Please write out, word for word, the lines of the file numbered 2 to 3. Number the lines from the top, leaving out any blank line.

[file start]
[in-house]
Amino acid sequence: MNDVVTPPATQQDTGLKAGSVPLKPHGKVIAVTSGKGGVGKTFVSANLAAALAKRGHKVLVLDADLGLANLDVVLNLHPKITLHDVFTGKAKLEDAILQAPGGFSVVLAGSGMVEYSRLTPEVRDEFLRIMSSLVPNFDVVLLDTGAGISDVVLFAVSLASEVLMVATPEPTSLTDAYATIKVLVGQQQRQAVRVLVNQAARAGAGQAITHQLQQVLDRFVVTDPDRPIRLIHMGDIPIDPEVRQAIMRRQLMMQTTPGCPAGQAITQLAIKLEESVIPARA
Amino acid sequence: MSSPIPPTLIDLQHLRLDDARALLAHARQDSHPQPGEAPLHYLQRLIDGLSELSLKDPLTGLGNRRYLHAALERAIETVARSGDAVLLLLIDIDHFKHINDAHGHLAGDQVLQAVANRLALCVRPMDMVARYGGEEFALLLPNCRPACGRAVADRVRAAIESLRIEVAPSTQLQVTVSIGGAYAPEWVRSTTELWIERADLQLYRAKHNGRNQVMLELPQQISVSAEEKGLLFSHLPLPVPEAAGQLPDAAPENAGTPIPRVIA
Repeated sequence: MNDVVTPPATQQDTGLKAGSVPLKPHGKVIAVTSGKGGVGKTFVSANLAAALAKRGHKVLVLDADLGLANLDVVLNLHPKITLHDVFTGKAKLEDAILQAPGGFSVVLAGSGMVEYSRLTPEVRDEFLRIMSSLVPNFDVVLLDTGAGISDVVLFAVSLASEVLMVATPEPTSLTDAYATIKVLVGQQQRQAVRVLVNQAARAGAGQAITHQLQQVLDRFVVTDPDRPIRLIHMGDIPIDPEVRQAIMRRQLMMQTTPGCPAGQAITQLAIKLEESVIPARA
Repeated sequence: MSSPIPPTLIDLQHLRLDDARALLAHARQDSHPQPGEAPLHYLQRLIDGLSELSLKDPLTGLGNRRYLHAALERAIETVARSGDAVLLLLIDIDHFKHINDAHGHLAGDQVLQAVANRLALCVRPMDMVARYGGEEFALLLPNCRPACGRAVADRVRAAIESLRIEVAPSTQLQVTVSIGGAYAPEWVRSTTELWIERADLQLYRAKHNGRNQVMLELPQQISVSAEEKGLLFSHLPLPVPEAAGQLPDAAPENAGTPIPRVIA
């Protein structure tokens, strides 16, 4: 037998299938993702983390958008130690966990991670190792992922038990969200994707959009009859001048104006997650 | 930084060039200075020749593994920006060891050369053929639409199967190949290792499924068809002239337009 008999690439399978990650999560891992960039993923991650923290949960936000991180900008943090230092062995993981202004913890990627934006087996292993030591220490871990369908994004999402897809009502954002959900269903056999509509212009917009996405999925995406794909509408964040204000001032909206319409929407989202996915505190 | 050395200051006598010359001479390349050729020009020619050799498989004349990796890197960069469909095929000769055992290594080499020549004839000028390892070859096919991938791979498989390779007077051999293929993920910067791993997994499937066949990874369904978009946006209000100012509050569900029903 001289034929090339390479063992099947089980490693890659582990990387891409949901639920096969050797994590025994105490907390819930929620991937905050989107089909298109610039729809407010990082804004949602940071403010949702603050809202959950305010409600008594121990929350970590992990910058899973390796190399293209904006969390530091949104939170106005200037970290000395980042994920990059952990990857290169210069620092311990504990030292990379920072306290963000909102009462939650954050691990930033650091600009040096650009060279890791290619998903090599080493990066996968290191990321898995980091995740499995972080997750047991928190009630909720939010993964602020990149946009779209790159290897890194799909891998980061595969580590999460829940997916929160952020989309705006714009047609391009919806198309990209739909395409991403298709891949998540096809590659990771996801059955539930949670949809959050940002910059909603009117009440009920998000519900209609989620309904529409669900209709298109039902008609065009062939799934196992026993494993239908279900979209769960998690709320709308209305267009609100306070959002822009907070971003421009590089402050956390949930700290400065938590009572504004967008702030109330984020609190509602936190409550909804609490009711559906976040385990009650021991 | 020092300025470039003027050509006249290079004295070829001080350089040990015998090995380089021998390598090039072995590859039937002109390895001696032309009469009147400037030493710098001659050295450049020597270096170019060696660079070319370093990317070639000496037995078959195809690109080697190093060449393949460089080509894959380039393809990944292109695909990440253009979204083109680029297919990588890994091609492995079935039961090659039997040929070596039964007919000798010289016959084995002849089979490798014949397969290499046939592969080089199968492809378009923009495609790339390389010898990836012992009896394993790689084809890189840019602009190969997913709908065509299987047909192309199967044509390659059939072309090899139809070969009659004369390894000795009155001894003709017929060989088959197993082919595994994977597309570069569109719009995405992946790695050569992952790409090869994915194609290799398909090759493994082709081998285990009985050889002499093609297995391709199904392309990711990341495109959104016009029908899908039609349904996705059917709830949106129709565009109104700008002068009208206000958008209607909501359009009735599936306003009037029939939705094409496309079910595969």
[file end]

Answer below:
Amino acid sequence: MNDVVTPPATQQDTGLKAGSVPLKPHGKVIAVTSGKGGVGKTFVSANLAAALAKRGHKVLVLDADLGLANLDVVLNLHPKITLHDVFTGKAKLEDAILQAPGGFSVVLAGSGMVEYSRLTPEVRDEFLRIMSSLVPNFDVVLLDTGAGISDVVLFAVSLASEVLMVATPEPTSLTDAYATIKVLVGQQQRQAVRVLVNQAARAGAGQAITHQLQQVLDRFVVTDPDRPIRLIHMGDIPIDPEVRQAIMRRQLMMQTTPGCPAGQAITQLAIKLEESVIPARA
Amino acid sequence: MSSPIPPTLIDLQHLRLDDARALLAHARQDSHPQPGEAPLHYLQRLIDGLSELSLKDPLTGLGNRRYLHAALERAIETVARSGDAVLLLLIDIDHFKHINDAHGHLAGDQVLQAVANRLALCVRPMDMVARYGGEEFALLLPNCRPACGRAVADRVRAAIESLRIEVAPSTQLQVTVSIGGAYAPEWVRSTTELWIERADLQLYRAKHNGRNQVMLELPQQISVSAEEKGLLFSHLPLPVPEAAGQLPDAAPENAGTPIPRVIA